In my mind, there are very few reasons to bother with the big three telecom stocks these days. Sprint (NYSE:S), AT&T (NYSE:T) and Verizon (NYSE:VZ) were all the rage at one point. Today, however, they are commodities — no different than the racks upon racks of DVD players and TVs in your local electronics store.
Sprint in particular has been stumbling around like an actor doing an over-the-top death scene for several years. On Wednesday, the company reported some good news — Sprint’s quarterly loss was only $301 million, versus $911 million last year. Then again, that’s a bit like telling the aforementioned actor he was shot only five times instead of six.
Sprint did manage to lift revenues 2.2%, and it did add 1.3 million subscribers — numbers not seen in about five years. Then again, these subscribers are the dregs of the revenue chain, purchasing low-cost plans or those from rivals that use Sprint’s network. On the other hand, the company expects iPhone net income to add more than $7 billion in the next four years. So it’s good news and bad news and good news and bad news for Sprint.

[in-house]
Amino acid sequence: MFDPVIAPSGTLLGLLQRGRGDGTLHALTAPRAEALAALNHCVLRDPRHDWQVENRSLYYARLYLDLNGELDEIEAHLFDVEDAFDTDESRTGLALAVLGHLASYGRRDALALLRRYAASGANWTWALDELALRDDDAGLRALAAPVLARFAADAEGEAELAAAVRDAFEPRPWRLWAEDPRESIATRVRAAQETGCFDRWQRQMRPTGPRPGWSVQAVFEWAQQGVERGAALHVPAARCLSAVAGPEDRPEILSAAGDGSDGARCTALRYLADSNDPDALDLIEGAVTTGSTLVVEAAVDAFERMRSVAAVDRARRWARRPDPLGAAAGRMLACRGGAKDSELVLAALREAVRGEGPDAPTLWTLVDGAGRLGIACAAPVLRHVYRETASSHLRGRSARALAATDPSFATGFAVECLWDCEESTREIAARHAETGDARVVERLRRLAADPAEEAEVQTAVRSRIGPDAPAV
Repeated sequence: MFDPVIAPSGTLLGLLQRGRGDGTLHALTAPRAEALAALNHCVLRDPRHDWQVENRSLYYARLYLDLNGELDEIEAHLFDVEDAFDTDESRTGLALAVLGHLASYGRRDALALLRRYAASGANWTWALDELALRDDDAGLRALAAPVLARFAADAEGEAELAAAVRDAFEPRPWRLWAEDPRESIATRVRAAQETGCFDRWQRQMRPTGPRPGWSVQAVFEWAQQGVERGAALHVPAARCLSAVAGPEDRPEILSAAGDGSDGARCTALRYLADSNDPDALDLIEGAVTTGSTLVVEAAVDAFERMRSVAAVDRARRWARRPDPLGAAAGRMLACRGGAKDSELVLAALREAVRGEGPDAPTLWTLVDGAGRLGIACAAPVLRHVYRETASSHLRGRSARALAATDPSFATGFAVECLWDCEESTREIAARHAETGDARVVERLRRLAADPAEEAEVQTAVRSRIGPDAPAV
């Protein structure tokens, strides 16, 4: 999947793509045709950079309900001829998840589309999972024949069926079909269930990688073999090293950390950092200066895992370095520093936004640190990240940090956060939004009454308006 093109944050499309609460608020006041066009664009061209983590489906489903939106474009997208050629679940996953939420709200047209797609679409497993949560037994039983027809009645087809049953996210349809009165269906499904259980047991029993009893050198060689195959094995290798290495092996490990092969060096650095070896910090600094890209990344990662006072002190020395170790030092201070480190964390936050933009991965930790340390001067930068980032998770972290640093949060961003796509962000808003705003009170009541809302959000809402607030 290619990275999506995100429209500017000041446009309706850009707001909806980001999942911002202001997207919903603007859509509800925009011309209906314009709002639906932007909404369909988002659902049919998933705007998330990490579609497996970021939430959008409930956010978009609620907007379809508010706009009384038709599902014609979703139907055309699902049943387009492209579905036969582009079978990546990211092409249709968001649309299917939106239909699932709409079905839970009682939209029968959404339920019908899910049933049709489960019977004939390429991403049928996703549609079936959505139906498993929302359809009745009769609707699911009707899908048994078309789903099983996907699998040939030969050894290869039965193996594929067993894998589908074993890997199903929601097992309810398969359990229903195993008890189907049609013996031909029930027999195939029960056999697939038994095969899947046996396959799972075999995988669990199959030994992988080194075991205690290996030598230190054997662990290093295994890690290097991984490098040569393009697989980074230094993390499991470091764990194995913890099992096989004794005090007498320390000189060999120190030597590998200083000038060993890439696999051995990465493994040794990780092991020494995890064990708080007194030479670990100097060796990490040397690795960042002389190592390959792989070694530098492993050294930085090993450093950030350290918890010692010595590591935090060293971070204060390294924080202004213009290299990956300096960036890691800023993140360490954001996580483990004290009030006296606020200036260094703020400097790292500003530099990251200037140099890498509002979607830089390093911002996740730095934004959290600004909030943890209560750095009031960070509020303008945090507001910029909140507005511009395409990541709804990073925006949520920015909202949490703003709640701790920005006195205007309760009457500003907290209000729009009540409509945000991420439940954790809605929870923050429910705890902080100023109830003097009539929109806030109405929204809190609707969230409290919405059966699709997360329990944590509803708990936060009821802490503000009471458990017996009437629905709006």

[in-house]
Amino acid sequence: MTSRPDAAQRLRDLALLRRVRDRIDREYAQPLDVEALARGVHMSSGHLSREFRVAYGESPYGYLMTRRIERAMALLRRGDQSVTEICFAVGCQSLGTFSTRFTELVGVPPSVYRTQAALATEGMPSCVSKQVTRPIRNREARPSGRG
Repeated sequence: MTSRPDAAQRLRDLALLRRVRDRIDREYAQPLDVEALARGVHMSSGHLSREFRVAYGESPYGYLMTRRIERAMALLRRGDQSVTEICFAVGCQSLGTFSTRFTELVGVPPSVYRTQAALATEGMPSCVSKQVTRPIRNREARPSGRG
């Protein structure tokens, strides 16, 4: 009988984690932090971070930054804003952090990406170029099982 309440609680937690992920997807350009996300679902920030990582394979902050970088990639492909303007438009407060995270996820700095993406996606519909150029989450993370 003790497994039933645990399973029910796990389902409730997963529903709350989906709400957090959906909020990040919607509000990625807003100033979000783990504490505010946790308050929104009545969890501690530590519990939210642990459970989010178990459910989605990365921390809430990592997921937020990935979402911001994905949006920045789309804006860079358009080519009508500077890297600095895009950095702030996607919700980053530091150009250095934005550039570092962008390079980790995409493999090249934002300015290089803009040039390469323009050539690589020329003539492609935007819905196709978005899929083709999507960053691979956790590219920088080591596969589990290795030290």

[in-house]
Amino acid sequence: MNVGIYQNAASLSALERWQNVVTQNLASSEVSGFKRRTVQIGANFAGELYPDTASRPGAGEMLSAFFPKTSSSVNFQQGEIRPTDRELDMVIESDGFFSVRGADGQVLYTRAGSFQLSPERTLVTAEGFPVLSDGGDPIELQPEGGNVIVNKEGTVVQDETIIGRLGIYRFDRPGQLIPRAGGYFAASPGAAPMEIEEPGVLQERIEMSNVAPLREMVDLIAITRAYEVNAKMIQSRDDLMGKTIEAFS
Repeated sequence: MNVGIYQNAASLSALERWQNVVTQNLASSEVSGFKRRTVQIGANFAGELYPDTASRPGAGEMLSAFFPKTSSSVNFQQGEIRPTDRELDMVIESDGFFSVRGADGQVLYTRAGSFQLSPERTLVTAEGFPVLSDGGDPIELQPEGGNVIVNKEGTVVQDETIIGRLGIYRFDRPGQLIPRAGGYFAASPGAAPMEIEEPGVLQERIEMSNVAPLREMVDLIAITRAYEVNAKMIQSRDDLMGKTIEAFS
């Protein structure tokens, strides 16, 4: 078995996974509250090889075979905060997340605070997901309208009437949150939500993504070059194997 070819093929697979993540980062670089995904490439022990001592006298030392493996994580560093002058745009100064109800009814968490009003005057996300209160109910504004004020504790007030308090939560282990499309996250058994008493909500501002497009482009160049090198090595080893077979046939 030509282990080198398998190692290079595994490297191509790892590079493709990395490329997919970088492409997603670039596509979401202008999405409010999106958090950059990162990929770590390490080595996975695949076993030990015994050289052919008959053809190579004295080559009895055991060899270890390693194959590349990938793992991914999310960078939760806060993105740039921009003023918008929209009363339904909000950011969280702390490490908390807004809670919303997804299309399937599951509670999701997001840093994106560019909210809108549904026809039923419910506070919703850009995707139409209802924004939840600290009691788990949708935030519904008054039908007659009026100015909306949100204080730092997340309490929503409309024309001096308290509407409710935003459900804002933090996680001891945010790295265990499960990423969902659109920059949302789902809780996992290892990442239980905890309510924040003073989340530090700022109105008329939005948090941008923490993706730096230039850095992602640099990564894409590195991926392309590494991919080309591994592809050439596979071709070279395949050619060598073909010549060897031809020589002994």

Does it make any sense at all to buy S stock? I see only two reasons: In the short term, you buy the stock if you enjoy swing trading. There’s something to be said for making well-timed buys and sells on a range-bound stock that is at the bottom of its range. The other reason is if you think Sprint’s fortunes are going to improve. If so, there’s not much distance between the present stock price of $2.51 and zero, limiting your downside, while the upside could mean a multi-bagger.
Looking at the two big competitors, AT&T (NYSE:T) makes no sense as a purchase, either, unless you are buying in strictly for its dividend. Now, a 6% yield is nothing to sneeze at, particularly if you enjoy that juicy check every quarter or hold the stock in a retirement portfolio. But from my perspective, T stock’s growth days are over; AT&T is going to muddle around for a long time. However, I do believe T stock’s dividend is secure for the long term, given AT&T’s penchant for delivering free cash flow in the mid-teens — of billions of dollars, that is.
Verizon (NYSE:VZ) really isn’t much different. There is some positive news here, in that it is expected to see 10% annualized earnings growth over the next five years, compared to 4.5% at Sprint and 3.8% at AT&T. But VZ stock trades at a 16.5 P/E (vs. 12 for AT&T) which is way too high a premium, even though Verizon has solid free cash flow. Yeah, it’s a “buy” for its 5.4% yield if that’s what excites you as an investor, but I see greater likelihood of capital losses as the market corrects to its fair value around $25 (by my estimate).
Personally, I’d hang up on domestic telecom. Foreign telecom has more intriguing possibilities, with nice dividends and near-government-controlled monopolies in some cases. Check those out instead.
As of this writing, Lawrence Meyers did not own a position in any of the aforementioned stocks.